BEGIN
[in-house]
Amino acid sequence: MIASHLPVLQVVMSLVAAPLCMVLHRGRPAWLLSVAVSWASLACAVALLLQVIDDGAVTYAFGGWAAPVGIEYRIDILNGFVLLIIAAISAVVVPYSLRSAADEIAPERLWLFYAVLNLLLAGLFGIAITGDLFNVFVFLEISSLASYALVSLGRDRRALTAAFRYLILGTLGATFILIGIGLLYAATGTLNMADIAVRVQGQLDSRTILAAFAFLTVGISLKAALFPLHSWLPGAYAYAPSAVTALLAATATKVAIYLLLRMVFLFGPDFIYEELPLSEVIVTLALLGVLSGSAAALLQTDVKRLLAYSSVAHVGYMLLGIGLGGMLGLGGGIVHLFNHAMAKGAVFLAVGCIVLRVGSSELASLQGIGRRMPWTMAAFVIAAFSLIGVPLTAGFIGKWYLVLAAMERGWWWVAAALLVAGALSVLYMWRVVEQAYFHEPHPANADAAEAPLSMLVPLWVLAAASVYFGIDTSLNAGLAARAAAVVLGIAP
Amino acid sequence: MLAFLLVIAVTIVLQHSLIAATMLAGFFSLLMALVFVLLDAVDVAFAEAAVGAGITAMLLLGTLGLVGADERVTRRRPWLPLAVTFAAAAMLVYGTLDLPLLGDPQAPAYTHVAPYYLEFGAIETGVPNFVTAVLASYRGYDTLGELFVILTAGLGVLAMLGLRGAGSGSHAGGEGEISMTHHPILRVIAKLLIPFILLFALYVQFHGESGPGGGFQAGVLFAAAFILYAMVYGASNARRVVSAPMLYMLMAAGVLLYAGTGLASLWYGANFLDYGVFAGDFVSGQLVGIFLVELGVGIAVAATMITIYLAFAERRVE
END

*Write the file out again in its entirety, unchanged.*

[in-house]
Amino acid sequence: MIASHLPVLQVVMSLVAAPLCMVLHRGRPAWLLSVAVSWASLACAVALLLQVIDDGAVTYAFGGWAAPVGIEYRIDILNGFVLLIIAAISAVVVPYSLRSAADEIAPERLWLFYAVLNLLLAGLFGIAITGDLFNVFVFLEISSLASYALVSLGRDRRALTAAFRYLILGTLGATFILIGIGLLYAATGTLNMADIAVRVQGQLDSRTILAAFAFLTVGISLKAALFPLHSWLPGAYAYAPSAVTALLAATATKVAIYLLLRMVFLFGPDFIYEELPLSEVIVTLALLGVLSGSAAALLQTDVKRLLAYSSVAHVGYMLLGIGLGGMLGLGGGIVHLFNHAMAKGAVFLAVGCIVLRVGSSELASLQGIGRRMPWTMAAFVIAAFSLIGVPLTAGFIGKWYLVLAAMERGWWWVAAALLVAGALSVLYMWRVVEQAYFHEPHPANADAAEAPLSMLVPLWVLAAASVYFGIDTSLNAGLAARAAAVVLGIAP
Amino acid sequence: MLAFLLVIAVTIVLQHSLIAATMLAGFFSLLMALVFVLLDAVDVAFAEAAVGAGITAMLLLGTLGLVGADERVTRRRPWLPLAVTFAAAAMLVYGTLDLPLLGDPQAPAYTHVAPYYLEFGAIETGVPNFVTAVLASYRGYDTLGELFVILTAGLGVLAMLGLRGAGSGSHAGGEGEISMTHHPILRVIAKLLIPFILLFALYVQFHGESGPGGGFQAGVLFAAAFILYAMVYGASNARRVVSAPMLYMLMAAGVLLYAGTGLASLWYGANFLDYGVFAGDFVSGQLVGIFLVELGVGIAVAATMITIYLAFAERRVE